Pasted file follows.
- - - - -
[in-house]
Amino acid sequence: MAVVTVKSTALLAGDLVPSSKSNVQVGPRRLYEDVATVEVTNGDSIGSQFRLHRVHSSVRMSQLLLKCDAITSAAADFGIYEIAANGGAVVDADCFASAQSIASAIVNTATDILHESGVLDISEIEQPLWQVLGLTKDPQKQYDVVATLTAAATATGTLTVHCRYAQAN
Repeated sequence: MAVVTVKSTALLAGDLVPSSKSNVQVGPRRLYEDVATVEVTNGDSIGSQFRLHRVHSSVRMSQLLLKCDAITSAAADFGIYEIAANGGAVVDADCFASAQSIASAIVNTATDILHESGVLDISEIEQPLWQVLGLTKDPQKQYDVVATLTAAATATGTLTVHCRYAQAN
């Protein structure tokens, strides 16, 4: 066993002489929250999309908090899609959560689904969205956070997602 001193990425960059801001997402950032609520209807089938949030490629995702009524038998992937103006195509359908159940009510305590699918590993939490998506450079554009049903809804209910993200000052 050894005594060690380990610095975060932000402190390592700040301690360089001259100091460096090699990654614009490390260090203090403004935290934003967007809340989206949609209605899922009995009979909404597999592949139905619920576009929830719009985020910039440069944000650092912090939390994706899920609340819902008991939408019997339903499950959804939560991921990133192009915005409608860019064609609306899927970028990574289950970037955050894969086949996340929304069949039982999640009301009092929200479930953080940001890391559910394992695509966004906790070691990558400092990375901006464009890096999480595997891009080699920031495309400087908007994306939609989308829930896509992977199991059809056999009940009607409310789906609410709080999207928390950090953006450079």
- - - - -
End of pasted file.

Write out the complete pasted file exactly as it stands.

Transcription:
[in-house]
Amino acid sequence: MAVVTVKSTALLAGDLVPSSKSNVQVGPRRLYEDVATVEVTNGDSIGSQFRLHRVHSSVRMSQLLLKCDAITSAAADFGIYEIAANGGAVVDADCFASAQSIASAIVNTATDILHESGVLDISEIEQPLWQVLGLTKDPQKQYDVVATLTAAATATGTLTVHCRYAQAN
Repeated sequence: MAVVTVKSTALLAGDLVPSSKSNVQVGPRRLYEDVATVEVTNGDSIGSQFRLHRVHSSVRMSQLLLKCDAITSAAADFGIYEIAANGGAVVDADCFASAQSIASAIVNTATDILHESGVLDISEIEQPLWQVLGLTKDPQKQYDVVATLTAAATATGTLTVHCRYAQAN
């Protein structure tokens, strides 16, 4: 066993002489929250999309908090899609959560689904969205956070997602 001193990425960059801001997402950032609520209807089938949030490629995702009524038998992937103006195509359908159940009510305590699918590993939490998506450079554009049903809804209910993200000052 050894005594060690380990610095975060932000402190390592700040301690360089001259100091460096090699990654614009490390260090203090403004935290934003967007809340989206949609209605899922009995009979909404597999592949139905619920576009929830719009985020910039440069944000650092912090939390994706899920609340819902008991939408019997339903499950959804939560991921990133192009915005409608860019064609609306899927970028990574289950970037955050894969086949996340929304069949039982999640009301009092929200479930953080940001890391559910394992695509966004906790070691990558400092990375901006464009890096999480595997891009080699920031495309400087908007994306939609989308829930896509992977199991059809056999009940009607409310789906609410709080999207928390950090953006450079």